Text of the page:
Takeaways from #WDD2015

I recently attended Web Design Day in Pittsburgh, Pennsylvania. In regards to web-specific content, the usual litany from all of the speakers was concerning:

  • Make ‘To Don’t’ Lists
  • Create Editorial Styles & Structures
  • Make Your Forms Accessible & Easy
  • Mine for Data in Kick-Off Meetings
  • Create A Performance Budget
  • Use Content Strategy

Is it just me, or does the bullet-ed list above sound like the same old stuff that all speakers have been saying in every web convention for the last couple of years? It seems like every conference I go to is about the same stuff… funny enough, and without naming particular conference or speaker names, but last year I actually saw the same presentation from the same celwebrity (Urban Dictionary-pending), from a different conference two years earlier. Seriously!?!

I’m disappointed to say that nothing ground-breaking was introduced, nothing was really ‘new’, and my mind wasn’t blown by any of the Lightning Talks (but the same could be said by some for Nintendo’s E3 presentation this year)… however, isn’t this the state of the web right now?

With templates, frameworks, CSS pre-processors, and JavaScript libraries is anyone excited anymore? I remember being excited when the call for Lightning Talks came out earlier this year, and I thinking to myself that my talk was actually something that I haven’t heard mentioned at a webdesign conference – usability testing.

I thought to myself, “how can someone call themselves a Experience Designer, and Experience Architect, a UX Designer, or a UX Architect when they have never conducted usability testing on their products,” and that this would be a perfect submission.

Ultimately, my Lightning Talk submission wasn’t accepted, which was ok, but I still think usability is something that desparetly needs addressed by designers and front-end developers. Anywho, I don’t want to sound like a hater or troll, but my Lightning Talk submission was:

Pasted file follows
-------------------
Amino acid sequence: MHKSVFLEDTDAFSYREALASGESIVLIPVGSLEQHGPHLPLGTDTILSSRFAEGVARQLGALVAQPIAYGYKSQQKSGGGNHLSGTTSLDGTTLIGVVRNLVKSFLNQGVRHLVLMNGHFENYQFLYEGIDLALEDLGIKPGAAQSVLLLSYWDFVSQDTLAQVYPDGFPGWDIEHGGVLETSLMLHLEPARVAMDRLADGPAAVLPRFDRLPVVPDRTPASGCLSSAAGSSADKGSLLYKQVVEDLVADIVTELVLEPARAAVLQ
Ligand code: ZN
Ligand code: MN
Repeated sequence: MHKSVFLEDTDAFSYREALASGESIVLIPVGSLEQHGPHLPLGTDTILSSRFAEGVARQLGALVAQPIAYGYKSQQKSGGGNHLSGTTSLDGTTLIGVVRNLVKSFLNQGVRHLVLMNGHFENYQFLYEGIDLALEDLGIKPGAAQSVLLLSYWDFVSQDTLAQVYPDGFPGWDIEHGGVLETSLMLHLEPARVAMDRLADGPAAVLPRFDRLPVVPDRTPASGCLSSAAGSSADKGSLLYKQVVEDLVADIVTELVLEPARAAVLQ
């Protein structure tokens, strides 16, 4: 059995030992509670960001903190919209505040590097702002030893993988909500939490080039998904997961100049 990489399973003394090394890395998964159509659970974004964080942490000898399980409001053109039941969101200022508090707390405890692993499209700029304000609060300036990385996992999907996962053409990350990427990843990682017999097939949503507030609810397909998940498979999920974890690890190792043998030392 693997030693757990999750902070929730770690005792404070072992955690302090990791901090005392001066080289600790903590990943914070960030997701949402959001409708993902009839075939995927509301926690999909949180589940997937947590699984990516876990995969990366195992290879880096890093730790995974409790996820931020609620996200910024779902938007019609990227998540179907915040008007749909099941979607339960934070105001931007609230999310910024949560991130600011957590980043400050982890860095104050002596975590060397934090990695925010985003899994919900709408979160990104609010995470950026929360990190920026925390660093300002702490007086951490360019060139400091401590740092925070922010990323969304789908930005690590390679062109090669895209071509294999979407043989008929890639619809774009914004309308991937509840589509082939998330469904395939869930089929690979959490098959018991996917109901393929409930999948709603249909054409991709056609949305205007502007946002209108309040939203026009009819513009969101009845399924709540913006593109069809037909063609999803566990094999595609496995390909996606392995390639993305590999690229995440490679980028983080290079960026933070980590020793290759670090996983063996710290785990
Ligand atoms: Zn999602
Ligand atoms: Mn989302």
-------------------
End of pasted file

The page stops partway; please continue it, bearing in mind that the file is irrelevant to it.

Research + Usability Testing = Website Realness

If you were to draw your creative process, what types of research would it include?  After you launch a website, is Google Analytics what you’re calling usability testing? This post focuses on the before and after of the website design process: research and usability testing.

There are different types of research – qualitative, quantitative, usability, visual, etc. – that web designers can employ before building in the browser, gathering JavaScript libraries, or making style tiles; are you doing your homework?

Also, ‘biting the bullet’ on usability testing is not as hard as some web designers think. Are you really fulfilling your responsibility to the user when it comes to website usability testing? Testing can reveal a lot of different information than Google Analytics about how people are using your website, and not in the way you might think.

I will say that I was actually impressed with the amount of messaging from all of the speakers across the board, which spoke to embracing freedom on the web, being anti-framework, respecting yourself as a generalist, and reducing your stress. It is almost as if we are in the postmodern age of webdesign, anything can go and work, and websites and webapps can be as duplicative and self-referential as we want them to be.

In closing, I think that the takeaway for me that is most evident is that I need to focus more on design and front-end development from a usability testing focus, not listen to all of the fads, hype, and trends with webdesign because it is a very narrow field within design in general, and to pursue more diversified and provocative conferences that specifically interest me going forward.

I had great luck with Usablity Week this year, so maybe I need to look towards something like Lean UX, UX Intensive, or UX Week.